Changing Faces, has developed a set of new resources, funded by The Robertson Trust and the National Lottery Community Fund in Scotland, to support youth workers and volunteers to better understand and deliver workshops on visible difference to their groups and communities.
The resources are in response to research that revealed that one in six children living with a visible difference, say they are too self-conscious about the way they look to join new groups.
The research also found that when it comes to taking part in activities outside of school, children with a visible difference are more likely than their peers to fear that they might not fit in (33% versus 21%), that they might not make new friends (27% versus 20%), and that they might get bullied (19% versus 9%).
Angela Harris, Changing Faces, Head of Scotland, says:
“We want children and young people with a visible difference, like a scar, mark or condition, to be able to live the life they want to lead. That includes feeling comfortable and confident in local youth clubs and groups that we all know can be so beneficial to young people.
“We live in a society that puts great emphasis on body image. Our new resources help youth workers and volunteers to support young people to challenge stereotypes and start to think differently about appearance.”
The new resources were designed and developed with community and youth work experts from organisations including YouthLink Scotland, Youth Scotland and Scouts Scotland, as well as young people, their parents, and adults with visible differences and disfigurements.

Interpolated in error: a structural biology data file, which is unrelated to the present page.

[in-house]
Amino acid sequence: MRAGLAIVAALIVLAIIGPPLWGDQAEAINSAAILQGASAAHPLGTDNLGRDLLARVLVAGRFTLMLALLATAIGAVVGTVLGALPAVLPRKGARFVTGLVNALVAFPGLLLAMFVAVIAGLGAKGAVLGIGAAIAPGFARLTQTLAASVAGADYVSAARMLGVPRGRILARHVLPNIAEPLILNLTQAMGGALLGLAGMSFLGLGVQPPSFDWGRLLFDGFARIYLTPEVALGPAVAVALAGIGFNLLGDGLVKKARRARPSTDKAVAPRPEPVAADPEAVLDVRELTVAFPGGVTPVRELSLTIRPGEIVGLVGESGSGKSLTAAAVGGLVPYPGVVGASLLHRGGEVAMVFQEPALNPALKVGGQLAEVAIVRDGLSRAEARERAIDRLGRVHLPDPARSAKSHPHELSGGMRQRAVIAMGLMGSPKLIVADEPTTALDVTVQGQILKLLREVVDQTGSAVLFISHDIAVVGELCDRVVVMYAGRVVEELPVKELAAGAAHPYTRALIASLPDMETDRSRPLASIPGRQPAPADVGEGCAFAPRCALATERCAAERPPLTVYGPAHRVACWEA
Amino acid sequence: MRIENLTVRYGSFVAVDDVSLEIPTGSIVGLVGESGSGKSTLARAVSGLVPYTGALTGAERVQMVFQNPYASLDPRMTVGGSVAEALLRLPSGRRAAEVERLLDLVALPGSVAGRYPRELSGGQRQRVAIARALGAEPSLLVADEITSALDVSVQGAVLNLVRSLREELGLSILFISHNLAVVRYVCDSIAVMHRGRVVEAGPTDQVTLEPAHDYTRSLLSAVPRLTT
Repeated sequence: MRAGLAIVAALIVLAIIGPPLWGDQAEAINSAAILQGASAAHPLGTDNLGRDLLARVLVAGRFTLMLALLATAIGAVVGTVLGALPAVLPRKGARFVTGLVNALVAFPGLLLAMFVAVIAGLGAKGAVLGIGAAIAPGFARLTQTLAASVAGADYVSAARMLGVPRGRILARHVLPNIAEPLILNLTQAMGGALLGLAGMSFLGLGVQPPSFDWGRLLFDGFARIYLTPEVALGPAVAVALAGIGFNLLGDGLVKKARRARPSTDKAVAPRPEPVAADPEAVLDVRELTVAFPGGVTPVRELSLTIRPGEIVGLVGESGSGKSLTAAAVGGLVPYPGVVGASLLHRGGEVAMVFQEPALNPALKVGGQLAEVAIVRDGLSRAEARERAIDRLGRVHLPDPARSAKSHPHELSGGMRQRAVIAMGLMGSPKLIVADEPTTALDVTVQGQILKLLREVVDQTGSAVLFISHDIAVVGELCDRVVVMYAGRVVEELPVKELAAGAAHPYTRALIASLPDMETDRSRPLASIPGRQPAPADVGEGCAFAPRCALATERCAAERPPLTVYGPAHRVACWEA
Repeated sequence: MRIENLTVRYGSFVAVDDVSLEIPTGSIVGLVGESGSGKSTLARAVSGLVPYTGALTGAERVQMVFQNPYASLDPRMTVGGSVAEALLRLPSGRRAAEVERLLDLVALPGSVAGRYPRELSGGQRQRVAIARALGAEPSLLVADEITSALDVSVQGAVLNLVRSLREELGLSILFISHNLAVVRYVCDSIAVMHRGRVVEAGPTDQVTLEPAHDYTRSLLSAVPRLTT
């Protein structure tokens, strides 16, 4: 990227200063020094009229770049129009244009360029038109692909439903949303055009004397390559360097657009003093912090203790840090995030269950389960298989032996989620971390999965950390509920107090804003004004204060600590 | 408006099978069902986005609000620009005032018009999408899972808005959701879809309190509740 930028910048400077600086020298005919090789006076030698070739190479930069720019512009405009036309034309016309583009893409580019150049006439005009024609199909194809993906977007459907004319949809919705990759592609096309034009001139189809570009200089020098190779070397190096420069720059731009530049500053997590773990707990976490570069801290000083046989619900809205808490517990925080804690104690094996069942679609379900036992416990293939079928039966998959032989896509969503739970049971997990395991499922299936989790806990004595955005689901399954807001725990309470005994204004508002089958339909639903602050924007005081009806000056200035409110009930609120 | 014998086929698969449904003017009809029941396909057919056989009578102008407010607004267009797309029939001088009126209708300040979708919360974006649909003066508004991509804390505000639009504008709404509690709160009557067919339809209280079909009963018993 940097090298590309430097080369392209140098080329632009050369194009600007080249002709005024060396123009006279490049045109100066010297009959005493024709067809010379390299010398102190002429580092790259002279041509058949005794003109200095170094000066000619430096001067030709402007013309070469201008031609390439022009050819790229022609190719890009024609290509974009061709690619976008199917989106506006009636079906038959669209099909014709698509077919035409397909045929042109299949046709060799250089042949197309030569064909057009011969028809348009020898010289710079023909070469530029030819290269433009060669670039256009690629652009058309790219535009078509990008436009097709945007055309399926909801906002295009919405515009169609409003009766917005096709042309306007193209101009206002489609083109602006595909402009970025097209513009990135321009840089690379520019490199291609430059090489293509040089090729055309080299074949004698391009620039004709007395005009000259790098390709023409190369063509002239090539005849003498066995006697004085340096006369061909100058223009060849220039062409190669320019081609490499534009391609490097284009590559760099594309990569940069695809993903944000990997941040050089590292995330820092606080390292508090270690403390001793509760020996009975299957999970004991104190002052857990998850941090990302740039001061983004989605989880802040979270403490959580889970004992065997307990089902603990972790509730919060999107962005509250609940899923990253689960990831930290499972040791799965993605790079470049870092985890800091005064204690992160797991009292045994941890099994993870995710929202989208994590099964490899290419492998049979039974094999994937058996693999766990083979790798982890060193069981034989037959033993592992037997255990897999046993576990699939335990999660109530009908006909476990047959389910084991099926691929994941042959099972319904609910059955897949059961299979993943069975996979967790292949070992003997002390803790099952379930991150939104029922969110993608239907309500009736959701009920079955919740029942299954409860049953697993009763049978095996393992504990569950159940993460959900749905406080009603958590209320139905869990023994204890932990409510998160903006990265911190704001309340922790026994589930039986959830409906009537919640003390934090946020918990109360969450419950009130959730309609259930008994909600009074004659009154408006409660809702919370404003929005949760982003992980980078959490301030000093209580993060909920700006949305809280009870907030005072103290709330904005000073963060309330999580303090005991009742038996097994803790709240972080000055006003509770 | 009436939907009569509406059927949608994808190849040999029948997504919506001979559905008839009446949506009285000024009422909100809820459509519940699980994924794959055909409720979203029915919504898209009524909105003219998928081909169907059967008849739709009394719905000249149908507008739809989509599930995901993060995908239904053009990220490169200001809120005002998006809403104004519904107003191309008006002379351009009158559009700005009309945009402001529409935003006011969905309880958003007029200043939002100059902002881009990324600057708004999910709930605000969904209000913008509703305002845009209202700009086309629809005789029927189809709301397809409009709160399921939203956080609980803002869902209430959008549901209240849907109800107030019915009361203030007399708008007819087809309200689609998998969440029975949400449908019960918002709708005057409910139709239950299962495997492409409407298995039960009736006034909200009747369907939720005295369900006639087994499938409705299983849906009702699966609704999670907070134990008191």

The resources give step-by-step guidance to anyone who wants to run a workshop with their youth group, as well as a Continuing Professional Development (CPD) training module that’s suitable for youth workers and volunteers.
The training film features two youth workers and a group of young people from Greenock who took part in the pilot.
Beth Doherty, a Youth Worker from Inverclyde who took part in the film, says:
“As a youth worker with a visible difference, I was so pleased to be part of the pilot project with Changing Faces. When I was younger, it would have helped me enormously if more adults had felt equipped to talk about looking different. Together with young people we can create more inclusive environments. You don’t need to have someone with a visible difference or disfigurement in your group, it’s about helping young people to challenge stereotypes and normalising visible differences.”
Changing Faces is now working with partner organisations including YouthLink Scotland and Youth Scotland, to share the resources and encourage more youth workers and groups to use them.
Image credit: Changing Faces
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